Three EPISD schools joined the ranks of the top performing high-school publishing programs in the nation after bringing home an impressive number of prizes from the National High School Journalism Convention in Seattle last week.
Burges, a student journalism powerhouse, surprised few by winning the Pacemaker Award for its Hoofbeats yearbook and other awards. Franklin’s yearbook, which also has a history of winning awards nationally, also received prizes in Seattle this year.
But it was Irvin High School’s broadcasting program that perhaps surprised the most in the convention, when the program won its first national award for ‘Rocket Vision’ news show.
The school placed third Best of Show in the Broadcast Program category at the a semi-annual gathering of high school journalists and advisers sponsored by National Scholastic Press Association and the Journalism Education Association.
Irvin broadcast teacher Mariel Torres-Tobias couldn’t hold back tears when she saw her students had placed third.
“I was super excited. I feel very proud of the students,” Torres-Tobias said. “It’s shown how far we’ve come. I want to put Irvin on top for broadcasting, and this really shows we are moving in the right direction.”
The students were excited to attend the convention, which provides the opportunity to network with industry professionals and journalism students from all over the country.
Irvin submitted an episode of ‘Rocket Vision’ focusing on life in a border city. The episode highlighted current event issues and featured an interview from Representative Beto O’Rourke.
“I thought this was a strong episode for the students to submit,” Torres-Tobias said. “Especially with everything that’s happening recently with the proposal to build a wall. A lot of people don’t know we already have a wall here and what life is really like as a border town.”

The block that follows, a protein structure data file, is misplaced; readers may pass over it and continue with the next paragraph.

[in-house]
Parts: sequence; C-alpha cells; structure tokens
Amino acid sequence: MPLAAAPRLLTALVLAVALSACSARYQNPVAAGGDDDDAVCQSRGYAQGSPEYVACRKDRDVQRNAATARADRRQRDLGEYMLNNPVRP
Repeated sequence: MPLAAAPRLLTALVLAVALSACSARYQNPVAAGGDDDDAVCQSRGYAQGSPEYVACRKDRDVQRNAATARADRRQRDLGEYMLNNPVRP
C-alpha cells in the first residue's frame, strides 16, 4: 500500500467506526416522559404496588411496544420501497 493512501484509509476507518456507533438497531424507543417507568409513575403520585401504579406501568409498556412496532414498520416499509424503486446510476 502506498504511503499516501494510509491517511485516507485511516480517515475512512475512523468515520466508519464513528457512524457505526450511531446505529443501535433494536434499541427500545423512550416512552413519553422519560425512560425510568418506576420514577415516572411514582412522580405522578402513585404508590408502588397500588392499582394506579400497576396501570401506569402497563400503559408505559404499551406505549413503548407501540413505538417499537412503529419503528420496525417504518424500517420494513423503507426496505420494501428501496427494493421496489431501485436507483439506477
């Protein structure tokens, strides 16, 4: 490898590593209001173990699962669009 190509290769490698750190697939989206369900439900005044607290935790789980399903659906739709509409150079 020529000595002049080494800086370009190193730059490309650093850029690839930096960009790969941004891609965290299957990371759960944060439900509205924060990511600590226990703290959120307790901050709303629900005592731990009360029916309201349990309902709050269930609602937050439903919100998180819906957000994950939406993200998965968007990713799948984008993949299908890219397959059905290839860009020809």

For senior Josh Roman, the Best of Show award gave him a confidence boost to pursue a career in cinematography when he graduates. He feels invested in the
“It’s a good feeling to receive this kind of recognition,” Roman said. “Irvin is a great school, and it has the potential to exceed any limits. I am beyond proud to be part of this program and this school.”
The Rockets weren’t the only ones celebrating a national win. Burges continued its impressive tradition in journalism by earning both a Pacemaker and a first-place Best in Show award for the school’s yearbook ‘Hoofbeats.’ The Mustangs also received distinction for their work on the ‘Stampede,’ winning a sixth-place Best in Show award in the Newspaper Tabloid 16 or fewer pages category.
“Receiving the Pacemaker is such an honor. It’s always exciting, and then to win ‘Best in Show’ was like the cherry on the top,” Burges journalism teacher Pat Monroe said. “It means a lot to the staff members because they work incredibly hard to create a yearbook their peers will always treasure. To receive the highest national honor means everything.”
Franklin High School also brought home in award for its yearbook ‘Pride,’ winning second place Best in Show in the 337 or more pages category.